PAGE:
From time-to-time, the team at Station HYPO will author a blog series. Each series chronicles the ways in which Navy Cryptology played a crucial role in a time of conflict in our Nation’s history. Please find below a list of series themes and links to blog entries related to each.
The Vindication of Right: Battlespace Awareness in the Cuban Missile Crisis
A series of short vignettes and historical documents related to the signals intelligence and cryptologic efforts which provided Commanders with time-critical battle-space awareness — contributing significantly to the de-escalation of one of the potentially most dangerous stand-offs in history.
Information in Warfare: The Battle of the Atlantic
In warfare, military commanders determine what information they know, what they don’t know, what intelligence they have to fill the gaps, and then decide on a course of action accordingly. Armed with information, leadership at all levels is better poised to make informed decisions necessary to wage an effective campaign.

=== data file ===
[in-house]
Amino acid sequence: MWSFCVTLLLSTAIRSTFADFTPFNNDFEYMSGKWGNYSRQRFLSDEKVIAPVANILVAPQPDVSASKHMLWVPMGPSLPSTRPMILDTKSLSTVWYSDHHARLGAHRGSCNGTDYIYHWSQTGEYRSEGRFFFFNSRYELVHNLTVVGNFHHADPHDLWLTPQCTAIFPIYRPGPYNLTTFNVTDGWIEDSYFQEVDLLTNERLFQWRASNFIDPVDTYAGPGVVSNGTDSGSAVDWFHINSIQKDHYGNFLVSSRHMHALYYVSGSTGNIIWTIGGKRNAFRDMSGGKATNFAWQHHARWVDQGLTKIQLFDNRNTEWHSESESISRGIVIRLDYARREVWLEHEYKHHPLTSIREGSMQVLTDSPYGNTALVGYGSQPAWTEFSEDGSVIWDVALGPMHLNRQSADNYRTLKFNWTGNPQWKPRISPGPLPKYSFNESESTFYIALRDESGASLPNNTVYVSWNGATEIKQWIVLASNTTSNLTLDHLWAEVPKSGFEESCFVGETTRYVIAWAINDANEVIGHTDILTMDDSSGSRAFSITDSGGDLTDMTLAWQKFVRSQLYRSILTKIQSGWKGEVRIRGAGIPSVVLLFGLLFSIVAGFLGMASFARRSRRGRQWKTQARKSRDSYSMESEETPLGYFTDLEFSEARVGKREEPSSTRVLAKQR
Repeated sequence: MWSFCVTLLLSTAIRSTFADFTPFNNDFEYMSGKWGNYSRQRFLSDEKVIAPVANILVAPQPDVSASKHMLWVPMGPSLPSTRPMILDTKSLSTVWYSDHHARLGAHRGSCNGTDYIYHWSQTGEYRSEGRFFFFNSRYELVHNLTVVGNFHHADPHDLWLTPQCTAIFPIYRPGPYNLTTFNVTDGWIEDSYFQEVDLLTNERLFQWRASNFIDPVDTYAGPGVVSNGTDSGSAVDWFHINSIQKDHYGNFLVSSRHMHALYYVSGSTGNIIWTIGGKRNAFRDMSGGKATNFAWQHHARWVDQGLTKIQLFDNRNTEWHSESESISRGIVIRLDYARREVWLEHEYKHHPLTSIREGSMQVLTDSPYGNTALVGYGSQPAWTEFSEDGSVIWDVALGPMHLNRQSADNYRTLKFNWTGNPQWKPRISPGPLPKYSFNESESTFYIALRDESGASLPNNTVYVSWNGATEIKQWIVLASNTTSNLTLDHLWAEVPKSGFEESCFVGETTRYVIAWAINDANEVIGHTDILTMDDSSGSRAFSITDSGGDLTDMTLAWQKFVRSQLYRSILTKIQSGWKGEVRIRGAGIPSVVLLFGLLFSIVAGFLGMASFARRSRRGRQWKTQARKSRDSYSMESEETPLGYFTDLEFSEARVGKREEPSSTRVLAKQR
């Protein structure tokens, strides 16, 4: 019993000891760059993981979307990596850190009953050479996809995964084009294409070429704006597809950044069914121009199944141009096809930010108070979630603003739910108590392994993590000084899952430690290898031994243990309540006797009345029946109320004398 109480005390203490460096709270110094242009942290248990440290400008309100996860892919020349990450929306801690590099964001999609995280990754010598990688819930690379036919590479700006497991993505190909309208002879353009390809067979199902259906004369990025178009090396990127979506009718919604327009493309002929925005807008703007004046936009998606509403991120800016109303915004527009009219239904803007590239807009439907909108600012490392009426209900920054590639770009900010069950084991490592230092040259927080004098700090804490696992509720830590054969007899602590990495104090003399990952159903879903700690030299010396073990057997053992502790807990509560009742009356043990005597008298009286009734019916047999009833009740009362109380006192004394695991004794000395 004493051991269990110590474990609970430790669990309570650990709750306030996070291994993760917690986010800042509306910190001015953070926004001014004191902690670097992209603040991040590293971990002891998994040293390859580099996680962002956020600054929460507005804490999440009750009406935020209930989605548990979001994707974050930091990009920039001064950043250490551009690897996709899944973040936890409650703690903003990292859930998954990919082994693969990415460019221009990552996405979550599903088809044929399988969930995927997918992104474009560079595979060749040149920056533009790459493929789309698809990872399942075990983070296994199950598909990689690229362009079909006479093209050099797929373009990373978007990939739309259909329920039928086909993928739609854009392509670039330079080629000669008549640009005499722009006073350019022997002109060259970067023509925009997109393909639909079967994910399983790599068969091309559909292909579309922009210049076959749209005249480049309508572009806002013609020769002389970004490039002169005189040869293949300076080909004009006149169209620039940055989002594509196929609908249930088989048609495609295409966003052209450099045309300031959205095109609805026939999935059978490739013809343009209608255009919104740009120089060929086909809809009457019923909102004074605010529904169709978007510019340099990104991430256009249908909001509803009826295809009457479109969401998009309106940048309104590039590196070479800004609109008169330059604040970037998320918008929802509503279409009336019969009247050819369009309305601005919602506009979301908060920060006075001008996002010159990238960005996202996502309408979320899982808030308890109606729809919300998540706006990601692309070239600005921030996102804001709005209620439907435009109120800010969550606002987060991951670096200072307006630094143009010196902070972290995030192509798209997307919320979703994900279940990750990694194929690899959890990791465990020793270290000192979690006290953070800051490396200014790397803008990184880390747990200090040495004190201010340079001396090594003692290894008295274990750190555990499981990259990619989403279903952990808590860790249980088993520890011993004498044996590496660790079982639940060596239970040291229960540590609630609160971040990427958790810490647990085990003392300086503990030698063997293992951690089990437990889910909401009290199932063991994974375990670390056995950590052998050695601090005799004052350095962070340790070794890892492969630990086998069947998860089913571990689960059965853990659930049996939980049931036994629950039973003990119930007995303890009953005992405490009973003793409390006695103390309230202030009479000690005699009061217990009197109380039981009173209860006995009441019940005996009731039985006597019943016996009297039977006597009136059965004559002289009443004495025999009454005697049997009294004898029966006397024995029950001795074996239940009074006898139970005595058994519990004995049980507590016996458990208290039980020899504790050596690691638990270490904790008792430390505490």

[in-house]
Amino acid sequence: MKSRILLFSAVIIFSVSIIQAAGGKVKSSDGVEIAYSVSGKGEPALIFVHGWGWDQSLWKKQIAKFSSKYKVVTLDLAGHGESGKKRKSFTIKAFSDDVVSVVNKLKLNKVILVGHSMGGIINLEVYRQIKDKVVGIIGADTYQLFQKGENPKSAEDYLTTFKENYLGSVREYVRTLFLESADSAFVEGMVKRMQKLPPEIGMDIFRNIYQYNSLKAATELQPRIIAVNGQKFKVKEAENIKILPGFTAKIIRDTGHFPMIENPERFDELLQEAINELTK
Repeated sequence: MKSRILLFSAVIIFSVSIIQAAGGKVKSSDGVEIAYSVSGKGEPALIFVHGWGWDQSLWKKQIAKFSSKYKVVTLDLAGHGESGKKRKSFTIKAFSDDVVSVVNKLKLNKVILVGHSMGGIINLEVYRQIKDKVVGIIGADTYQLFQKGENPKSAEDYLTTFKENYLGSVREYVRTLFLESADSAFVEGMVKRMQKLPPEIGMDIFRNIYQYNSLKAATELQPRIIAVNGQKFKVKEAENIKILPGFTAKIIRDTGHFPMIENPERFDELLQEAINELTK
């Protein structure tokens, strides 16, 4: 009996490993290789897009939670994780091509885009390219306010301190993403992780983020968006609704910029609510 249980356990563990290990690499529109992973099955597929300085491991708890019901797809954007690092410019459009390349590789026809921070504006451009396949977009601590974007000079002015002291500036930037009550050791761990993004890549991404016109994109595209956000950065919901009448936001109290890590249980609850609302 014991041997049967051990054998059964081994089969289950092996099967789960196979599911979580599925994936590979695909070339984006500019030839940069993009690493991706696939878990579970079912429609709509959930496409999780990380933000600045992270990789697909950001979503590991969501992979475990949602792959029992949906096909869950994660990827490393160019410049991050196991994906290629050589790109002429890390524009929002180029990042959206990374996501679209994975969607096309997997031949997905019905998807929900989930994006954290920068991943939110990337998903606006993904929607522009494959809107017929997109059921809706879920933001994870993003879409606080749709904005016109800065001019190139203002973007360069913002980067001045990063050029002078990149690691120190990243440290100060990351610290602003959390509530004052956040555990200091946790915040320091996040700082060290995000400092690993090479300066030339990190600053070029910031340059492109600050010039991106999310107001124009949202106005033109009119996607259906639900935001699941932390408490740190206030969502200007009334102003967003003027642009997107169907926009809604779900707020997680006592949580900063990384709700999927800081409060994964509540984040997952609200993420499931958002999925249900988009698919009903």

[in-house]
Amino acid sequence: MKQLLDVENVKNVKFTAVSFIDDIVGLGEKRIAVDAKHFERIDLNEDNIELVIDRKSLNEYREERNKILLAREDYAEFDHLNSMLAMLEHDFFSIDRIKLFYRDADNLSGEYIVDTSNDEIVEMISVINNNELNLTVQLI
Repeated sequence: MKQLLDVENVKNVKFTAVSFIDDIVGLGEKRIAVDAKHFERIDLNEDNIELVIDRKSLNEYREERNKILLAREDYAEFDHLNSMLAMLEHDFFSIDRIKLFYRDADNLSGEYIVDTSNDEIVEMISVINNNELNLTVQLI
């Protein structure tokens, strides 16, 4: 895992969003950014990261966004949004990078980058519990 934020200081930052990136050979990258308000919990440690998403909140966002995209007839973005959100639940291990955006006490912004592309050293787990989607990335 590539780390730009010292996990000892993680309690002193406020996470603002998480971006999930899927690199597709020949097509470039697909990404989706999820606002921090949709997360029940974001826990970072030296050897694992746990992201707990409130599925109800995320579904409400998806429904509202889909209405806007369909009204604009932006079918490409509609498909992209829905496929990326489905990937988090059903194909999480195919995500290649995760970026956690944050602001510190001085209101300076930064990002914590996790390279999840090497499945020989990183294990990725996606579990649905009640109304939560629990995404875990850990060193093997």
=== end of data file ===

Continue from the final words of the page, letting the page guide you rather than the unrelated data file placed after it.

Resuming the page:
The Corregidor Series
This series chronicles the establishment of Station C on Corregidor, the intercept operators who were stationed in the tunnel, and subsequent evacuation of COMINT personnel.
Path to Midway
The Battle of Midway is one of the most significant historical events for the Cryptologic Warfare community and the Navy as a whole. The Path to Midway explores (1) the months prior to America’s entry into WWII as seen from within the walls of Station HYPO, (2) the December 7, 1941 Japanese attack on U.S. forces in Pearl Harbor, (3) Station HYPO’s subsequent tracking of the Imperial Japanese Navy, (4) the Battle of the Coral Sea, and (5) the Battle of Midway. This series memorializes and celebrates the remarkable efforts of CDR Joe Rochefort and his exceptional team of cryptologists in one of America’s most crucial battles.
Celebrating the WAVES
In this three-part series we chronical the Women Accepted for Volunteer Emergency Service (WAVES). Our first post discusses who the WAVES are, where they tranined, etc. We then discuss key contributions made by WAVES to Naval Communications during World War II. Finally, we conclude the series with a discussion on how the WAVES worked to recover the keys used by the German ENIGMA cipher machines.